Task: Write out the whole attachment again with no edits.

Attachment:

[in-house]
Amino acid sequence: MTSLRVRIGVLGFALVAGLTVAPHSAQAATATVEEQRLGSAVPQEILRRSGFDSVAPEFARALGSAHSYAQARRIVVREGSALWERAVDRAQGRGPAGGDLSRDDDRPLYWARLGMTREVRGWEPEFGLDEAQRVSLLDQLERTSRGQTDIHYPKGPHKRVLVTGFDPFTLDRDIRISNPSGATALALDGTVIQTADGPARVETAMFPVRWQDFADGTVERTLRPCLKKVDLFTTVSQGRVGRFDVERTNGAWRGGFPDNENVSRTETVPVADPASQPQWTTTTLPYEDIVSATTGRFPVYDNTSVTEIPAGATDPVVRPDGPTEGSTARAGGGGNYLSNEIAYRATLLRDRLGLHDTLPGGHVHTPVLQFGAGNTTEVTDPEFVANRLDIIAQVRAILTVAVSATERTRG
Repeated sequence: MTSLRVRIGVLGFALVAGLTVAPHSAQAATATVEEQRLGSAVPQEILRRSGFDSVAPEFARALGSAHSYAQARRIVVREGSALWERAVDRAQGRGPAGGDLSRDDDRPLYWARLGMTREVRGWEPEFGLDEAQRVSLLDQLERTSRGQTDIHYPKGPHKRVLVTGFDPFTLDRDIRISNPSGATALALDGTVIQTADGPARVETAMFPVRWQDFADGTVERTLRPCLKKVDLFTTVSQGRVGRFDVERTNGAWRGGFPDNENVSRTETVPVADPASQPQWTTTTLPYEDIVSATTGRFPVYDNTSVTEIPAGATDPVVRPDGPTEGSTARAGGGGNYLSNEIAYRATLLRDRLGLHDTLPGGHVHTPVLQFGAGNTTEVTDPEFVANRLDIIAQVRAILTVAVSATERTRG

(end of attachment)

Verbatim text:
[in-house]
Amino acid sequence: MTSLRVRIGVLGFALVAGLTVAPHSAQAATATVEEQRLGSAVPQEILRRSGFDSVAPEFARALGSAHSYAQARRIVVREGSALWERAVDRAQGRGPAGGDLSRDDDRPLYWARLGMTREVRGWEPEFGLDEAQRVSLLDQLERTSRGQTDIHYPKGPHKRVLVTGFDPFTLDRDIRISNPSGATALALDGTVIQTADGPARVETAMFPVRWQDFADGTVERTLRPCLKKVDLFTTVSQGRVGRFDVERTNGAWRGGFPDNENVSRTETVPVADPASQPQWTTTTLPYEDIVSATTGRFPVYDNTSVTEIPAGATDPVVRPDGPTEGSTARAGGGGNYLSNEIAYRATLLRDRLGLHDTLPGGHVHTPVLQFGAGNTTEVTDPEFVANRLDIIAQVRAILTVAVSATERTRG
Repeated sequence: MTSLRVRIGVLGFALVAGLTVAPHSAQAATATVEEQRLGSAVPQEILRRSGFDSVAPEFARALGSAHSYAQARRIVVREGSALWERAVDRAQGRGPAGGDLSRDDDRPLYWARLGMTREVRGWEPEFGLDEAQRVSLLDQLERTSRGQTDIHYPKGPHKRVLVTGFDPFTLDRDIRISNPSGATALALDGTVIQTADGPARVETAMFPVRWQDFADGTVERTLRPCLKKVDLFTTVSQGRVGRFDVERTNGAWRGGFPDNENVSRTETVPVADPASQPQWTTTTLPYEDIVSATTGRFPVYDNTSVTEIPAGATDPVVRPDGPTEGSTARAGGGGNYLSNEIAYRATLLRDRLGLHDTLPGGHVHTPVLQFGAGNTTEVTDPEFVANRLDIIAQVRAILTVAVSATERTRG